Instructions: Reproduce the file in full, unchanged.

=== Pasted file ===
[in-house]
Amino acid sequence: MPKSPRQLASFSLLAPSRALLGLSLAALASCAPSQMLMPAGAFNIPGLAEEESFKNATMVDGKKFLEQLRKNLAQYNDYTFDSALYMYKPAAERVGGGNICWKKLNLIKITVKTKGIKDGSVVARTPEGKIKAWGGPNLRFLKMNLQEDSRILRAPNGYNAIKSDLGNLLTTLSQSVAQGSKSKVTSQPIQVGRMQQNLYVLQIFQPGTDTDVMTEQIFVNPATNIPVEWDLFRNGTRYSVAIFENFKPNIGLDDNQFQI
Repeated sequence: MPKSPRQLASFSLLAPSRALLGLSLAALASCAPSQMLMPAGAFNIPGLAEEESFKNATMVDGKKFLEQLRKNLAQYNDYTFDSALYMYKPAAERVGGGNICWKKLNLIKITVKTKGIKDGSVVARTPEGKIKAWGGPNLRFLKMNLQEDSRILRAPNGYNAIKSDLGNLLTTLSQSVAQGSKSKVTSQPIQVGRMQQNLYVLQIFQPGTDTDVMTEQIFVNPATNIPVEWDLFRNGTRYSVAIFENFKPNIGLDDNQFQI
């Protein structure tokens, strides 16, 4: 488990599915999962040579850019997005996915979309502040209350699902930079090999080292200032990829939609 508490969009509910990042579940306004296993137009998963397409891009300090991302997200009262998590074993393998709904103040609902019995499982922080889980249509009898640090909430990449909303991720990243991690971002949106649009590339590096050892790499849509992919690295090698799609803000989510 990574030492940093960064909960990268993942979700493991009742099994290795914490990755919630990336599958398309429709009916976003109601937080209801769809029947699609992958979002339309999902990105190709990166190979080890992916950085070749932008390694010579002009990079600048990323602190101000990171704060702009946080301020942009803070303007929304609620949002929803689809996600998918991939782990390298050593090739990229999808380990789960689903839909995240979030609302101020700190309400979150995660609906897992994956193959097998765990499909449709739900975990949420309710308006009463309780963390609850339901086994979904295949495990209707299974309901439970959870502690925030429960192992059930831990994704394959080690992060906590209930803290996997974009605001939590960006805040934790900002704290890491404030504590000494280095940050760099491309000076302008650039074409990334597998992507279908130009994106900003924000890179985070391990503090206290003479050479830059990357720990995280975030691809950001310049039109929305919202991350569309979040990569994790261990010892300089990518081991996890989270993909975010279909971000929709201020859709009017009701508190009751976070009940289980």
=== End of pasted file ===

[in-house]
Amino acid sequence: MPKSPRQLASFSLLAPSRALLGLSLAALASCAPSQMLMPAGAFNIPGLAEEESFKNATMVDGKKFLEQLRKNLAQYNDYTFDSALYMYKPAAERVGGGNICWKKLNLIKITVKTKGIKDGSVVARTPEGKIKAWGGPNLRFLKMNLQEDSRILRAPNGYNAIKSDLGNLLTTLSQSVAQGSKSKVTSQPIQVGRMQQNLYVLQIFQPGTDTDVMTEQIFVNPATNIPVEWDLFRNGTRYSVAIFENFKPNIGLDDNQFQI
Repeated sequence: MPKSPRQLASFSLLAPSRALLGLSLAALASCAPSQMLMPAGAFNIPGLAEEESFKNATMVDGKKFLEQLRKNLAQYNDYTFDSALYMYKPAAERVGGGNICWKKLNLIKITVKTKGIKDGSVVARTPEGKIKAWGGPNLRFLKMNLQEDSRILRAPNGYNAIKSDLGNLLTTLSQSVAQGSKSKVTSQPIQVGRMQQNLYVLQIFQPGTDTDVMTEQIFVNPATNIPVEWDLFRNGTRYSVAIFENFKPNIGLDDNQFQI
């Protein structure tokens, strides 16, 4: 488990599915999962040579850019997005996915979309502040209350699902930079090999080292200032990829939609 508490969009509910990042579940306004296993137009998963397409891009300090991302997200009262998590074993393998709904103040609902019995499982922080889980249509009898640090909430990449909303991720990243991690971002949106649009590339590096050892790499849509992919690295090698799609803000989510 990574030492940093960064909960990268993942979700493991009742099994290795914490990755919630990336599958398309429709009916976003109601937080209801769809029947699609992958979002339309999902990105190709990166190979080890992916950085070749932008390694010579002009990079600048990323602190101000990171704060702009946080301020942009803070303007929304609620949002929803689809996600998918991939782990390298050593090739990229999808380990789960689903839909995240979030609302101020700190309400979150995660609906897992994956193959097998765990499909449709739900975990949420309710308006009463309780963390609850339901086994979904295949495990209707299974309901439970959870502690925030429960192992059930831990994704394959080690992060906590209930803290996997974009605001939590960006805040934790900002704290890491404030504590000494280095940050760099491309000076302008650039074409990334597998992507279908130009994106900003924000890179985070391990503090206290003479050479830059990357720990995280975030691809950001310049039109929305919202991350569309979040990569994790261990010892300089990518081991996890989270993909975010279909971000929709201020859709009017009701508190009751976070009940289980």